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DOI:   10.3217/jucs-006-07-0731

Requirements Capture and Evaluation in Nimbus:
The Light-Control Case Study1

Jeffrey M. Thompson
University of Minnesota
Department of Computer Science and Engineering
Minneapolis, MN 55455

Michael W. Whalen
University of Minnesota
Department of Computer Science and Engineering
Minneapolis, MN 55455

Mats P.E. Heimdahl
University of Minnesota
Department of Computer Science and Engineering
Minneapolis, MN 55455

Abstract: Evaluations of methods and tools applied to a reference problem are useful when comparing various techniques. In this paper, we present a solution to the challenge of capturing the requirements for the Light Control System case study, which was proposed before the Dagstuhl Seminar on Requirements Capture, Documentation, and Validation in June of 1999.

The paper focuses primarily on how the requirements were specified: what techniques were used, and what the results were. The language used to capture the requirements is RSML-e; a state-based specification language with a fully specified formal denotational semantics. In addition, the NIMBUS environment - a toolset supporting RSML-e - is used to visualize and execute the high-level requirements.

Keywords: light control system, specification-based prototyping, formal requirements modeling, state-based specification languages, requirements execution and simulation.

Category: D.2.1 Requirements Specifications - Languages

1 Introduction

In this paper we present a solution to the challenge of capturing the requirements for the Light Control System (LCS) case study described in [PD00]2 .

1This work has been partially supported by NSF grants CCR-9624324 and CCR- 9615088, and University of Minnesota Grant in Aid of Research 1003-521-5965.
2The case study is available at http://www.rn.informatik.uni-kl.de/~recs.

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The solution in this paper is captured in a fully formal, executable, state-based modeling language called RSML-e (Requirements State Machine Language without events). We will demonstrate how the language is used to capture the system requirements for the Light Control System and how our requirements engineering environment, NIMBUS (based around RSML-e ), is used to dynamically validate and evaluate the system requirements. Furthermore, we will show how RSML-e is used to refine the system requirements to software requirements and how NIMBUScan assist in this process - an approach we call specification-based prototyping [Thompson et al., 1999].

The paper's focus is on how the requirements specification effort was completed and what was learned about the original informal requirements specification in the process. Our goal is to give the reader a basic understanding of the capabilities of RSML-e and the NIMBUS environment. The completed formal requirements specification and the models of the environment (sensors, actuators, and process) are too lengthy to include in this report. The full specification is nevertheless available for review on-line3.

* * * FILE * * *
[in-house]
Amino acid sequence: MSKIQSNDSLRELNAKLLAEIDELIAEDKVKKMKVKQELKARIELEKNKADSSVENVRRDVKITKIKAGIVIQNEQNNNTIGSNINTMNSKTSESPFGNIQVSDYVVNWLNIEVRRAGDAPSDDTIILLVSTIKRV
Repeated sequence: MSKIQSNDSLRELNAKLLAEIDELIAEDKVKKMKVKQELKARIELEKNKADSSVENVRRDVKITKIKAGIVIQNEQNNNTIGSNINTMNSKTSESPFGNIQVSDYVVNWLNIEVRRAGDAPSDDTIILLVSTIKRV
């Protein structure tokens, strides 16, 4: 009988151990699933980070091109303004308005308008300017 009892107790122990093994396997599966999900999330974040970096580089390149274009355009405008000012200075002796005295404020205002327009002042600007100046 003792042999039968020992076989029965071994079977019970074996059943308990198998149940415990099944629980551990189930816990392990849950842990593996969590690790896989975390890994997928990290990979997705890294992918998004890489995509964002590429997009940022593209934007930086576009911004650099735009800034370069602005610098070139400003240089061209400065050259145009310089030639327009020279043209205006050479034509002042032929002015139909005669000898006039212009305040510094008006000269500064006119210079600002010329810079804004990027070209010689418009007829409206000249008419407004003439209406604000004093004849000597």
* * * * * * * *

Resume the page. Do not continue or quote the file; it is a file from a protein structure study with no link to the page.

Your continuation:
In the next section we will present our general view of control systems of the type presented in the Light Control System case study. We will discuss our view of the system and software requirements as well as a proposed structuring of the requirements specification. In [Section 3] we present the high-level structure of our view of the Light Control System and the system scope. [Section 4] and [Section 5] present the requirements of the Light Control System in RSML e and demonstrate how the requirements can be dynamically evaluated in the NIMBUS environment. The process of refining the system requirements to software requirements, and how to dynamically evaluate the refinement steps in NIMBUS, is discussed in [Section 6]. [Section 7] contains an evaluation of the project and our approach as applied to the Light Control System, and provides some recommendations and discuss directions for future research.

2 The General Modeling Approach

The primary application domain for RSML-e and the NIMBUS environment is safety critical applications; that is, applications where malfunction of the soft-ware may lead to death, injury, or environmental damage. Most, if not all, such systems are some form of a process control system where the software is participating in the control of a physical system. In this section we will provide a general overview of our modeling approach and describe what information must be captured in the system requirements specification and the software requirements specification.

2.1 Control Systems

A general view of a software controlled system can be seen in [Fig. 1]. This model consists of a process, sensors, actuators, and a software controller. The process is the physical process we are attempting to control. The sensors measure physical quantities in the process. These measurements are provided as input to the software controller. The controller makes decisions on what actions are needed and commands the actuators to manipulate the process. The

3The full LCS specification as well as information on our tools are available at www.cs.umn.edu/crisys/lcs/